Three of Canada’s tobacco giants began their defense Monday against a $27-billion class-action lawsuit in Montreal by calling a witness who said the dangers of smoking are no secret.
Historian and professor Jacques Lacoursière testified tobacco’s health risks have been common knowledge for decades. He pointed to over 700 references to the hazards of smoking dating back to the 1950s, including TV and radio reports, school manuals, government releases and health professionals.
One of the many examples included a newspaper article that outlined a significant increase in lung cancer risk following the prolonged use of cigarettes. The proceedings will continue on Tuesday with the plaintiffs’ cross-examination of Lacoursière.
“What these historians miss is all the coverage that came out in the media about how the industry was involved in a conspiracy to hide all that information,” said Damphousse François, the Quebec director of the Non-Smoker’s Rights Association.
“They knew about the health effects of their products, but they didn’t meet the obligation to inform their public about what they knew.”
The class-action lawsuit, which is being touted as the biggest civil case in Canadian history, was first filed years ago. The complainants, two groups of individuals representing a total of 1.8 million Quebecers, allege three tobacco companies did everything possible to encourage addiction:
- Imperial Tobacco.
- Rothmans, Benson & Hedges.
One group involves individuals who have become seriously ill from smoking, and members of the other group say they are unable to quit smoking.
Altria Group Philip Morris USA unit falsely marketed its “light” cigarettes as a healthier choice than regular cigarettes and should pay $543.6 million in restitution to California smokers, a lawyer said at the start of a trial, according to a story in Bloomburg News.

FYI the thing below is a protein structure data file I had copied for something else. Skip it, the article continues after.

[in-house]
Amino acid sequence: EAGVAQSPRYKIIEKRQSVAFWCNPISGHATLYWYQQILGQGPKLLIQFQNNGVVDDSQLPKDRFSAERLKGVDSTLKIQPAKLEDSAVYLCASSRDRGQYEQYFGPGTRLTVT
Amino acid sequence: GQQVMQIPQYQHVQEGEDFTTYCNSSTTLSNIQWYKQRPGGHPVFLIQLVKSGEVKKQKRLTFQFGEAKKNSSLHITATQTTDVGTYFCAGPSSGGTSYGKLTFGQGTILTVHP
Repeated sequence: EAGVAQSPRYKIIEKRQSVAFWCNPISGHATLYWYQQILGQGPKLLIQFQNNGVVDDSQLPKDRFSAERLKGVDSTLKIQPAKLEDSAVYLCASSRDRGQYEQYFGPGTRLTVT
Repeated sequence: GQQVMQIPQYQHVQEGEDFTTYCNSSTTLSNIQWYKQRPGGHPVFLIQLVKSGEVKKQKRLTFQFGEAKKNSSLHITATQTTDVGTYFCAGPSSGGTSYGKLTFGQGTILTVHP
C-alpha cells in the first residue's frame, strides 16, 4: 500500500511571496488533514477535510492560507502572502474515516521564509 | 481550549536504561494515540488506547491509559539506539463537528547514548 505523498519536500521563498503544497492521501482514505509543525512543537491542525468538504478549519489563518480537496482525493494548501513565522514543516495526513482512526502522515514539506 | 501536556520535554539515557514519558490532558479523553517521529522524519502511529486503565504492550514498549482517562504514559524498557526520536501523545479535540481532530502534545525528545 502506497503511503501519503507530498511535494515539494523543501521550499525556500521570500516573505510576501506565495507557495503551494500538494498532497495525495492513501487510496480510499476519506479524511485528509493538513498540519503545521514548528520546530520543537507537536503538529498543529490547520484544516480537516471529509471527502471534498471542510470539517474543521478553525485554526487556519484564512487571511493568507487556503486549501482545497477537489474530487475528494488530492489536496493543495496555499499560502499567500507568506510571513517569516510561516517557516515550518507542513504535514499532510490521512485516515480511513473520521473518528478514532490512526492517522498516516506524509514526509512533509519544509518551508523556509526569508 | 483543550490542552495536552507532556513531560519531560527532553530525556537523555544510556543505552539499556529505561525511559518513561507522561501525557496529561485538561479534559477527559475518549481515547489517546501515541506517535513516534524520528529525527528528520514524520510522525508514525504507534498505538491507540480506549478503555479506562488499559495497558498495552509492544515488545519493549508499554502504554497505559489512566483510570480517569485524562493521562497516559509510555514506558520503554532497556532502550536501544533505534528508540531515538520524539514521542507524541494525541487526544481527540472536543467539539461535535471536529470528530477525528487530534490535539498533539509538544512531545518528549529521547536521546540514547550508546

Mark Robinson, who represents smokers who brought the lawsuit as a class action, said in state court in San Diego today he will present internal Philip Morris documents proving its top executives were aware that Marlboro Lights were as addictive and dangerous to smokers as Marlboro Reds and continued selling the Lights as a healthy alternative.
“Their own documents tell the truth,” Robinson said in his opening statement at the nonjury trial. He said financial experts will testify in support of his request for damages for a class of smokers from January 1998 to April 2001.
The case, filed in 1997, accused Philip Morris and other tobacco companies of making misleading statements about the health risks and addictiveness of smoking, and sought restitution for money that smokers spent on cigarettes.
Philip Morris USA, based in Richmond, Virginia, is the only remaining defendant in the case and the only claim still at issue is that it made false statements concerning light cigarettes. California Superior Court Judge Ronald S. Prager is presiding over the trial.
Vietnam’s law on the prevention and control of smoking takes effect on May 1, 2013, according to the Health Ministry, according to a story in VietnamPlus.
The law, with five chapters and 35 clauses, regulates measures aimed to reduce the demand for tobacco, control supply and prevent tobacco harm, said the ministry at a conference in Hanoi on April 23.
According to Deputy Minister of Health Nguyen Thi Xuyen, in the coming time, the implementation of the law will focus on enforcing the smoking ban in agencies, government offices, schools, hospitals and a number of public places.
Regulating cigarette advertisement, promotion and funding will be another focus, she added.
According to the World Health Organisation (WHO), Vietnam is one of 15 countries with the most smokers in the world. About half of all male adults (15 years old and above) in the country are smokers.
Earlier, on January 25, 2013, the Prime Minister approved the national strategy to combat tobacco’s negative impacts by 2020.
Decades of anti-smoking campaigns whittled Canada’s smoking population from about 50 percent in 1965 to less than 20 percent in 2011, but the rate of decline has slowed in recent years and five million Canadians still smoke, according to a Conference Board of Canada report Profile of Tobacco Smokers in Canada.
“It appears that, as the saying goes, the low-hanging fruit has been picked,” said Louis Thériault, director, health economics for the Canadian Alliance for Sustainable Health Care, which conducted the research. “Further reductions in smoking will need to target the segments of our population where the smoking rate is still high – lower-income Canadians, in some blue-collar occupations and in industries such as construction.
“Most smokers work, so one of the best opportunities to help smokers break the habit is through smoking cessation programs in the workplace,” he added.
The study found that in 2011, 13.7 percent of Canadians smoked on a daily basis and another 3.6 percent were occasional smokers.
Almost 20 pe cent of Canadian men and 15 percent of Canadian women smoke. But 42.5 percent of Canadians in 2011 had never smoked a cigarette.